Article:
johnlink re-ranks BATMAN BEGINS (2005)

With Christopher Nolan’s landmark trilogy concluding soon, I wanted to see the first two installments again. I’ve ranked the first film once, though it was back when I was in the infant stages of this blog and utilizing a more systemic method. I have never gotten to the second film for these pages (I haven’t seen THE DARK KNIGHT since it was in theaters), so I am definitely looking forward to doing so. Since this is a re-ranking, just a reminder that I do go back and look at my original article, but I don’t look at the scores as a way of trying not to match or contradict what I’ve previously put on record. Each viewing of a film brings with it a new perspective, so it is not a surprise at all if some scores change.

I watched BATMAN BEGINS (2005) on 7.6.12. It was my fifth viewing of the film, and first since November of 2009. Original ranking can be found here.

Having seen this now several times, my appreciation continues to grow. Comic book movies are still getting it wrong more than right (THE AVENGERS and most of its tie-ins being a notable exception). THE AMAZING SPIDER-MAN reboot has BATMAN BEGINS to thank for its existence; no way a series gets redesigned so quickly if a successful, darker origin story doesn’t already exist. BATMAN BEGINS is, then, a movie many other movies are attempting to emulate.

This movie is not perfect. The batmobile appears out of nowhere when Batman needs it the first time. The technology used by the titular hero would have to be recognized by some who designed it. People run into each other in a giant city on cue. Unbelievable falls are survived.

But, shit, this is still a comic book movie, right? For all its serious musings and beautiful design, this is still a movie about a vigilante who dresses like a bat. Nolan really nails this film’s aesthetic in a way that had not been previously seen in the genre. The action is top notch, with the first appearance of Batman as we know him (the scene at the docks) being all-time action-flick memorable. The fighting is superb, and the multiple shots of Batman grabbing a villain before snapping off into the distance are spectacular. The drama builds to action in BATMAN BAGINS, rather than the action being the motivating force of the film.

In an entirely watchable film from beginning to end, the training segment with Liam Neeson and Christian Bale is such a joy to watch. Neeson doesn’t play this as a villain the way that Cillian Murphy does as Scarecrow. Instead, he is a man convinced that there is only one way to right the balance in the world, and that way just happens to involve mass murder.

The performances in this are a joy to behold. Bale is perfect. Absolutely perfect. Neeson and Murphy create a nice contrast as the baddies. Michael Caine is an absolute marvel as Alfred, a role he was born to play. Morgan Freeman brings history to an otherwise lost role as the man behind Batman’s tech. Gary Oldman really does embody the optimism of a young Gordon. Katie Holmes does some of the best work of her career as the moral compass for Bruce Wayne’s young and confused mind. Heck, even King Joffrey (Jack Gleeson) gets to have a short (though memorable) turn as a little kid who gets a gift from Batman, and who later is protected by Holmes.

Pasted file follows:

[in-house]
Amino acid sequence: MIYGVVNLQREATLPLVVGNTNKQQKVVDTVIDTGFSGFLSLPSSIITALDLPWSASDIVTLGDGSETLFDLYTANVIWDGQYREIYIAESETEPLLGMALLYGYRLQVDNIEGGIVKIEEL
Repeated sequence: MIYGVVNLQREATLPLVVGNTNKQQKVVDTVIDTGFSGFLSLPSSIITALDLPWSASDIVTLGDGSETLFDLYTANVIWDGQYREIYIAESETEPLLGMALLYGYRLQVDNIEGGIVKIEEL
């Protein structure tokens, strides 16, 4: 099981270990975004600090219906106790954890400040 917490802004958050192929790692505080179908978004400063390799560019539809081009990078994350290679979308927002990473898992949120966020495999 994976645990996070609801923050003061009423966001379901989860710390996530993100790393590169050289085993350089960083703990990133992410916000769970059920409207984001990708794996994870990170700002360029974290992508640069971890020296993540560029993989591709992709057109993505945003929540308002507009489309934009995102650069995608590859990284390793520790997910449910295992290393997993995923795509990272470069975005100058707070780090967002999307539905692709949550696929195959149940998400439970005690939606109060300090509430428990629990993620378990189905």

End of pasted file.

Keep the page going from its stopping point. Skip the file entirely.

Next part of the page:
The acting, the writing, the cinematography, the mise-en-scene… all of it is taken more seriously than a comic book movie usually cares to. This could be an absolutely crippling formula, but instead Nolan turns it all into an asset as he manages to produce one of the best films of the decade. If there is one misstep in the design, it is that Gotham City does not feel like a city in the real world. The juxtaposition of the rich utopia against the crime filled distopia are, perhaps, too sharp in a city which seems to be nothing but corrupt and evil. Perhaps this is a necessary choice to spur Wayne to put on the Bat suit, but it does come across as the only heavy-handed concept in the entire film.

This is a classic. Perhaps it is too soon to label it as such, seven years out from its release, but I think this is one film which earns that lofty accolade. This is a movie I would watch in an instant any time someone suggested to do so.

SCORES

FILM: 8; MOVIE: 10; ACTING: 8; WRITING: 9; BONUS: 2

One point for the score, and one point for the cinematography. Each is rich, fulfilling, and an absolute asset to the joy of the film.

8+10+8+9+2=37

FINAL SCORE: 9.25

My previous ranking looked like this:

FILM: 7; MOVIE: 10; ACTING: 8; WRITING: 7; BONUS: 2

7+10+8+7+2= 34

FINAL SCORE: 8.5

So, my appreciation for this film HAS grown since the last viewing. Interestingly, I gave bonus points in the same two areas.

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~ by johnlink00 on July 7, 2012.

4 Responses to “johnlink re-ranks BATMAN BEGINS (2005)”

  1. Certainly the greatest Batman film ever made. That is until The Dark Knight Rises rears its head and brings it all the way back to this truly immense piece of cinema. Great review John.

  2. […] second review, from July of 2012 can be found here. It is written utilizing this site’s now-standard […]

  3. […] Here is the Link to BB (this is a link to my second article. The link to an older article can be found here as well). […]

  4. […] The magnificent CASABLANCA, the powerful INSIDER,  the joyous AVENGERS, a wonderfully rebooted BATMAN BEGINS, the well spoken RESERVOIR DOGS, the classic RAIDERS OF THE LOST ARC, an old favorite CITY […]

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